Back before the days of in-car DVD players and mp3 players, my state-of-the-art Game Boy Color and Sony CD player were my best two companions on long car trips.
My love of reading did not carry over well into a vehicle moving through the winding hills of Missouri. What I did have, until that blasted red eye next to the screen lit up, was the company of Link. While earlier my obsession with Pokémon had taken over on any given road trip, the bulk of my memories, both joys and frustrations, come from “Zelda: Oracle of Seasons.”
The hours I spent in the Kingdom of Hyrule were absolutely not limited to that one game, as my school work and chores fell in priority to a new adventure time and time again. For 25 years, this past Monday, Link has been a cultural icon that is synonymous with adventure gaming for every Nintendo system.
But what makes the Zelda series so popular two-and-a-half decades later is not the adapted game play for each new system but what stayed the same through the years. The characters and events that carry link from dungeon to dungeon and puzzle to puzzle are memorable, all of which somehow impact your game play.
This even goes for the stoic guard who watches you break jars in “Ocarina of Time” while hoping to go outside. What would be an insignificant character becomes a part of the fabric of the game, adding flair through rewardless conversations that other games find unneeded.
It’s a fortunate effect that I loved the characters because otherwise every pounding headache brought on by the endless number of rooms (i.e. Water Temple). Each area in each game takes thought and planning that modern games lay at your feet with a ribbon on top. Without the aid of any number of online walkthroughs, such a game is far more substantive and fulfilling, let alone fun, when compared to a game where you run down a straight line.
This challenging, fun-loving style of game play is what has allowed the franchise to interest each new age of gamers. Even some that are called ‘failures’ (“Zelda II: The Adventure of Link” for one) are loved by young and old as a unique installations. The style of play and intricacy of subject matter transcends trends while implementing modern gaming where possible. Think “Call of Duty” will be played in 20 years?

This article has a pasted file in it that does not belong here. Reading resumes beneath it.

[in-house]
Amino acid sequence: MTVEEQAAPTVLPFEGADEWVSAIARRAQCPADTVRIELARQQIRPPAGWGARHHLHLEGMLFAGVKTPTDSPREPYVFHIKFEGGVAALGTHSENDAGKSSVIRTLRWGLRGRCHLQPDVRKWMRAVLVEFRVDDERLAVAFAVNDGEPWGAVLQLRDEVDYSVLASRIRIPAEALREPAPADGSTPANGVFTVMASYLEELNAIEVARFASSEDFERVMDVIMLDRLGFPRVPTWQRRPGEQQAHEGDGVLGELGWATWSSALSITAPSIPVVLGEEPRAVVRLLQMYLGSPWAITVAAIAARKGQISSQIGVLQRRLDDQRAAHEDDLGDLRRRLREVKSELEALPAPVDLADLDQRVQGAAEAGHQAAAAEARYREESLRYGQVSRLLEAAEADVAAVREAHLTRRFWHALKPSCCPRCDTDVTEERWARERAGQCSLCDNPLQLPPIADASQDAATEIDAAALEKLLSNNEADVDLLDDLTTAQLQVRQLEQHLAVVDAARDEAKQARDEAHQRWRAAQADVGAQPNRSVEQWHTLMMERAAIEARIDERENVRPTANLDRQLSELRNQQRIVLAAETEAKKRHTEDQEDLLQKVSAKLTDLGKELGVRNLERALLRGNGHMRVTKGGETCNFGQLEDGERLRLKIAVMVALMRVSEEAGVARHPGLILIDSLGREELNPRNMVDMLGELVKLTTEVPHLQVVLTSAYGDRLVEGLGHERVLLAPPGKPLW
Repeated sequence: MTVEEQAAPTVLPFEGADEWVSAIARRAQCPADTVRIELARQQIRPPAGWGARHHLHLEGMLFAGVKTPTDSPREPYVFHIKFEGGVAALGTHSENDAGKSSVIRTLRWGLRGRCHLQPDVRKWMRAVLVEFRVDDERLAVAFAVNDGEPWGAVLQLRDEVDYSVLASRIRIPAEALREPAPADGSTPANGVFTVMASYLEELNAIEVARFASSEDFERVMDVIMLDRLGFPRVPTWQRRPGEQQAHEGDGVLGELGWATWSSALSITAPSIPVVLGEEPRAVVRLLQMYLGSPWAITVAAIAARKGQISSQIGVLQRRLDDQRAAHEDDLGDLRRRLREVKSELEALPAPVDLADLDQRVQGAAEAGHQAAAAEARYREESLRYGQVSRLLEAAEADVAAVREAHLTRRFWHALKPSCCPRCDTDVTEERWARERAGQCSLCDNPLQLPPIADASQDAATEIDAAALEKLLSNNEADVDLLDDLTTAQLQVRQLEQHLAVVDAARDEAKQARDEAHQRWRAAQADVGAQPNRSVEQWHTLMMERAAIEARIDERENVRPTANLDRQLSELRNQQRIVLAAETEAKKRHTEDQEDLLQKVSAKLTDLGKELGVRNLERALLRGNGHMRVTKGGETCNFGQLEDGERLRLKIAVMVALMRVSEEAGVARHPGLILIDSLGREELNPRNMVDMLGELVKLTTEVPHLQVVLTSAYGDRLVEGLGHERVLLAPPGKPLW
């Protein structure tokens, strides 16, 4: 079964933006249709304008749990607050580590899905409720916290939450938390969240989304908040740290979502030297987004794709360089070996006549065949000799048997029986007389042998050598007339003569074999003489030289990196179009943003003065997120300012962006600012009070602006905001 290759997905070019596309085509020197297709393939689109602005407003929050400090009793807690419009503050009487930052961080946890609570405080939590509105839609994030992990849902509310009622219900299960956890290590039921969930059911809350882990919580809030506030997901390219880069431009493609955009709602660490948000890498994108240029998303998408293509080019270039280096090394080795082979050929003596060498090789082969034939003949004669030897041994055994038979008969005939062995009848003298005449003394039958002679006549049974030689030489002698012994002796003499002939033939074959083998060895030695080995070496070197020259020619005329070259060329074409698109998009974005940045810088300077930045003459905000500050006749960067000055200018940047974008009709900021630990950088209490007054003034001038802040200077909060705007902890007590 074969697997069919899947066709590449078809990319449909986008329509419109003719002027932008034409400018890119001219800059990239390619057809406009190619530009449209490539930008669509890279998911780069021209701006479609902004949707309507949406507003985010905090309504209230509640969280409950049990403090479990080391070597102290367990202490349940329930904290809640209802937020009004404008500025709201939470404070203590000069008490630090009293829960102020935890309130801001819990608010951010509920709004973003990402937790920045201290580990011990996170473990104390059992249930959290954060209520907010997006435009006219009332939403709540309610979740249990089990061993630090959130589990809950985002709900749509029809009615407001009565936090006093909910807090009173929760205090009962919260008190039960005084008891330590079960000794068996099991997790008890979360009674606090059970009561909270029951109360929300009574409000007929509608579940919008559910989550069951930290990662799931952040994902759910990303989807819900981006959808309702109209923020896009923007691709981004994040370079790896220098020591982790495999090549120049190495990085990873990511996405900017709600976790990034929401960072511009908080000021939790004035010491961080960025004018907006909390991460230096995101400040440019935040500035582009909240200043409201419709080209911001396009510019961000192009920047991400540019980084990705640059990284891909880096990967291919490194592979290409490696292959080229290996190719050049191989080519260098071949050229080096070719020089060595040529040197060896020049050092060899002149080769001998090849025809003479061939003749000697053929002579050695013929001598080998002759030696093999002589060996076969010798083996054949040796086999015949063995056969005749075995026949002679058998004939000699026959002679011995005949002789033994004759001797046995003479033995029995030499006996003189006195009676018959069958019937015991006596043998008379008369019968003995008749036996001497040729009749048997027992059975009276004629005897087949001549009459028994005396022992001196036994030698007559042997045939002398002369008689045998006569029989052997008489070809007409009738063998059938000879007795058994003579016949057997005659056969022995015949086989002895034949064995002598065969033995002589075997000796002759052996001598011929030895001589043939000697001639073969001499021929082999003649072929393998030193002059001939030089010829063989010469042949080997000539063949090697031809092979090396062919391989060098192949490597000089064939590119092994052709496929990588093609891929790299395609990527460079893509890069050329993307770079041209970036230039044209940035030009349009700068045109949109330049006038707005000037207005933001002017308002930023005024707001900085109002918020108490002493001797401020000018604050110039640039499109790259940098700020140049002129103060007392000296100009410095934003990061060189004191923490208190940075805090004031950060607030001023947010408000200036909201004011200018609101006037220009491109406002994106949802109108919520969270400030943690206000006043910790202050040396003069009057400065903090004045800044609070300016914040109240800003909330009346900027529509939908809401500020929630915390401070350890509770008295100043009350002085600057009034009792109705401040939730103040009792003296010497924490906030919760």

Unlike most of the mass market games, none of the Zelda games have a complex leveling system or quests with remarkable rewards. In fact, you may open a treasure chest and find 20 rupees that you can’t even hold. As any Zelda fan will know, that level 50 sword with super advanced lightening power isn’t nearly as important when compared to the priceless find of an empty bottle.
With such a strong focus on intuition and thumb-dexterity, Zelda games have had added stress to my life that has been unequalled by any other video game. Each and every time, I have still found the desire to complete each task set before me, amid the near controller-throwing levels of confusion.
Despite the frustrating aspects, Zelda is the third largest game seller with 59 million total copies sold, behind only Mario himself and Pokémon. That’s twice what the “Halo” franchise has sold in an era where gaming has grown significantly. Even as Nintendo’s Wii begins to show slower sales next to the graphic kings of Microsoft and Sony, Zelda shows no signs of slowing down.
With the new release of the Nintendo 3DS, a glasses-free 3D version of their handheld system, the gaming giant announced the coming release of “Ocarina of Time 3D.” Also, a much anticipated chapter for the Wii, “Skyward Sword,” is set to be released sometime in 2011 and will use the WiiMotionPlus system to create a new, yet hopefully familiar, Zelda experience.
If you don’t own a Nintendo, my condolences on your loss. No, I’m not one of those Wii-loving, strong graphics hating hipsters, in fact, there are many modern games that I wish my visually wimpy system could handle. Exclusive titles are what have made Nintendo the king of gaming and the reason old systems are sought after constantly by gamers and why I still own an N64.
I’m not saying my childhood was better than yours, but, at the least, my long family car trips were probably more fun.